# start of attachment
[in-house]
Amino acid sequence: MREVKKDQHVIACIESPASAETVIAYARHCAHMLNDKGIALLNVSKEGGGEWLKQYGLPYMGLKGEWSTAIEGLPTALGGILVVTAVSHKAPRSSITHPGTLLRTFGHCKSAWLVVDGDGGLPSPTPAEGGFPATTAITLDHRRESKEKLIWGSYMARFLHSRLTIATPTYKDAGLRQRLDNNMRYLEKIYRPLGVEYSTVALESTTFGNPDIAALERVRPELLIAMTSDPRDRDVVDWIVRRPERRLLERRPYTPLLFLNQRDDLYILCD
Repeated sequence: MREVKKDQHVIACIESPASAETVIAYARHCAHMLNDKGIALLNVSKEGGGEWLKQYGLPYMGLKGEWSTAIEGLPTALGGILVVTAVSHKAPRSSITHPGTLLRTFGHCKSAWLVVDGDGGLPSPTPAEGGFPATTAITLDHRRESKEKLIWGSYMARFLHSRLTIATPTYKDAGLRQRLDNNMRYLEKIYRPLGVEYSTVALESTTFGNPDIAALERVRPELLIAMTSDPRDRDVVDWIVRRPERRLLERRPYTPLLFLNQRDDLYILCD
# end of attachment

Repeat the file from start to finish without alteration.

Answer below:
[in-house]
Amino acid sequence: MREVKKDQHVIACIESPASAETVIAYARHCAHMLNDKGIALLNVSKEGGGEWLKQYGLPYMGLKGEWSTAIEGLPTALGGILVVTAVSHKAPRSSITHPGTLLRTFGHCKSAWLVVDGDGGLPSPTPAEGGFPATTAITLDHRRESKEKLIWGSYMARFLHSRLTIATPTYKDAGLRQRLDNNMRYLEKIYRPLGVEYSTVALESTTFGNPDIAALERVRPELLIAMTSDPRDRDVVDWIVRRPERRLLERRPYTPLLFLNQRDDLYILCD
Repeated sequence: MREVKKDQHVIACIESPASAETVIAYARHCAHMLNDKGIALLNVSKEGGGEWLKQYGLPYMGLKGEWSTAIEGLPTALGGILVVTAVSHKAPRSSITHPGTLLRTFGHCKSAWLVVDGDGGLPSPTPAEGGFPATTAITLDHRRESKEKLIWGSYMARFLHSRLTIATPTYKDAGLRQRLDNNMRYLEKIYRPLGVEYSTVALESTTFGNPDIAALERVRPELLIAMTSDPRDRDVVDWIVRRPERRLLERRPYTPLLFLNQRDDLYILCD